I love, love the EquiFit T-Sport wraps!  Recently however my pair, that I prefer over any other polos or wraps, started acting funky.  When I went to remove them, the material that lays on the leg, would become sticky and pull hair along with it – ouch!  It was acting like a band-aid.  Then when I’d go to hose them off after use, they would dry and the material would stick to itself.  When I’d go to roll them up, once dry, I’d have to peel them apart  from one another and material would get peeled off. 

I sent an email to the company regarding this problem to see if there was anything they could do.  I got a prompt reply the very next day requesting that I send them in for a new pair.  That was easy and on top of that, the lady I worked with was friendly! 

I sent them in on the 29th of August and now am awaiting my new pair! 

I love these polos because when you un-wrap them, you await a cooler, tighter leg than what you’d get from your average polo.  I want to get a second pair, but they are expensive at nearly $90 for two.  But, I have to say, they are worth their price!

The only problem I’ve encountered, is that you must take care with application.  Unlike a normal polo, these are easier to wrap.  They contour to the leg so nicely.  But, if you apply with too much pressure, these stretchy wraps can become too tight. 

I’m patiently awaiting the arrival….

You can read more on the t-sports here.

Errika’s Many Adventures.

Errika and I are busy adventuring.  Things are changing, she’s getting older and I feel like we’ve missed out some.  Her days in the arena are pretty much over and all I want to do is take her on trail rides and to various places, anywhere.  Anywhere, even riding down to the local drive-thru for a shake.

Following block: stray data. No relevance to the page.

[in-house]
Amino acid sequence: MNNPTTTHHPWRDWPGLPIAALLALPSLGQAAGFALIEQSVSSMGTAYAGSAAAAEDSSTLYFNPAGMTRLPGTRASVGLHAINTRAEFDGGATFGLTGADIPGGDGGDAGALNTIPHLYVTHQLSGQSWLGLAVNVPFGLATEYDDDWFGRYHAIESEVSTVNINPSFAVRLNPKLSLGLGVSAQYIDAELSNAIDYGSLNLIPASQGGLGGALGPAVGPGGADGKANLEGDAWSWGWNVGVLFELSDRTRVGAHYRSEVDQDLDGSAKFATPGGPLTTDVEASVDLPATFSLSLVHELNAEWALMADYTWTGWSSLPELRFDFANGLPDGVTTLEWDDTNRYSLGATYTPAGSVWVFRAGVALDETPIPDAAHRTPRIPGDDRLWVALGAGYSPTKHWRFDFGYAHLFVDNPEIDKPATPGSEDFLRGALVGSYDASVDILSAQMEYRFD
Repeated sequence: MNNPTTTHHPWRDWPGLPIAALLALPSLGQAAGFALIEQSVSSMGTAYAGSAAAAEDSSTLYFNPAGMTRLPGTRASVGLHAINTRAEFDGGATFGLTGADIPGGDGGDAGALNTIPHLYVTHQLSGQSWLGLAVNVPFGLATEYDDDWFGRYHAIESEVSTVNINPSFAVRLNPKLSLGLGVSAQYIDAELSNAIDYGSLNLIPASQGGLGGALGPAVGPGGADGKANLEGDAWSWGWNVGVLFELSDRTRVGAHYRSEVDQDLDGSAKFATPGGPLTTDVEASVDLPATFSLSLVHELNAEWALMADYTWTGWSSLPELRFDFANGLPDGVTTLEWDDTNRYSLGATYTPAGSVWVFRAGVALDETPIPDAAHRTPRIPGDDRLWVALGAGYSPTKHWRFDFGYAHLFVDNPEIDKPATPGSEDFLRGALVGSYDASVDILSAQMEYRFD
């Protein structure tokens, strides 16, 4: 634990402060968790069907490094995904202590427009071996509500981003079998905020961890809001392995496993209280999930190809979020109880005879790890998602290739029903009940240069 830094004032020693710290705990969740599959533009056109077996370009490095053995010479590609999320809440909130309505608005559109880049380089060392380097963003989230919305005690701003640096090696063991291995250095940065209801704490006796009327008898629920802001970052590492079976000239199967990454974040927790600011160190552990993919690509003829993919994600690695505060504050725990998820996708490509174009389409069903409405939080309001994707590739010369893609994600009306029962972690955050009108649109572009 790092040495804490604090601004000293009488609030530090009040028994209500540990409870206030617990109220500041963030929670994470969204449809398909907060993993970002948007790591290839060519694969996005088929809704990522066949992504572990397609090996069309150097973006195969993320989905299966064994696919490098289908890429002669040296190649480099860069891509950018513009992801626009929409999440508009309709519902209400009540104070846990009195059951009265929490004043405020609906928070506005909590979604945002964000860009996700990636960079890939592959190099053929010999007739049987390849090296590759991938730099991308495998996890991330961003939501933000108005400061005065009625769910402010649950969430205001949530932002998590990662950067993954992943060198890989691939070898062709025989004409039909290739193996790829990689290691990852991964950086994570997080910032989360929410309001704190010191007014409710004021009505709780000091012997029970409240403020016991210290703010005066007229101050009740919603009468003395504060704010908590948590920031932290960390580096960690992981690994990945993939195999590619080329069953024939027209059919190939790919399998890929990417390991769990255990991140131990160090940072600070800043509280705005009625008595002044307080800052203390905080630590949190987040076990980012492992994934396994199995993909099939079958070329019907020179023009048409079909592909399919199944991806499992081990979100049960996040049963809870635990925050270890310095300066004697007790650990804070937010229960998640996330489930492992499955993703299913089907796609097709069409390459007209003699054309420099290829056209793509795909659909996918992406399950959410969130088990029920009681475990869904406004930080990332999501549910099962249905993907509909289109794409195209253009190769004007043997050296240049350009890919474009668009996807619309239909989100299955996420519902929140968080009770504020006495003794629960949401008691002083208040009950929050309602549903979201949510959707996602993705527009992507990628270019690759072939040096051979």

It takes a special horse to do these things with.  That is safe in traffic, with excited kids who insist on yelling, “HORSE!” at the top of their lungs and with all the scary stuff normal horses are afriad of.  I wouldn’t do this with any horse.  But I love Errika, know her very well and we trust eachother.  She’s such a champ, with an active mind.  She’s not a dead-broke, lully-gaging horse.  She’s curious, happy and loves to explore as much as I do.  Up and down hills, through creeks, down neighborhood roads, to the local 7-eleven…hehe. 

If she was younger, I’d consider a trip across the U.S.  She would have been an absolute perfect mount of such a thing.  Being Arab she’s always had energy to spare and is hardy as…an ox.  I can’t do that, but I can do mini trips through the hills and down the roads. 🙂

Errika and I have had 7 years together.  I love her with all my heart!

We took a short trip to the beach on Saturday.  What a nice time it was.  Kind of lonely, but nice.  Errika was a wild thing throughout the whole stay on the sand.  I asked for one good gallop, but held her back quite a bit because we haven’t been doing much lately.  What a trooper she was. 


I’m Starting to Like That…

When I first got Reason he was very sensitive to the touch around his ears and upper neck.  Over time, of patting him down, from hind end to front, I slowly began to work up the neck.  I rubbed his head, less conerned regarding that but still not sure about.  Once he became OK with that and accepting of it, I started to scratch around the ears because I could tell he secretly liked that!  Now he lets me play with his ears and pat up his neck!  We hit the milestone of acceptance the other day.  Excited of this, I had to get a vid clip ;).  And here it is…  He was much better than what I caught on video, but you can get the idea.

Then here’s a little added bonus…  Last week or so, I got to the barn very hungry so I sat down and had some of my chinese take-out.  I thought what better way to eat than with Reason.  I sat on his feeder while he bugged and bugged me for some!  I finally gave in and held out a noddle (which I figured he would put his nose up to).  Reason took it from the palm of my hand, played with it and eventually dropped it only to return to trying to stick his nose in the little carton.  Silly!  🙂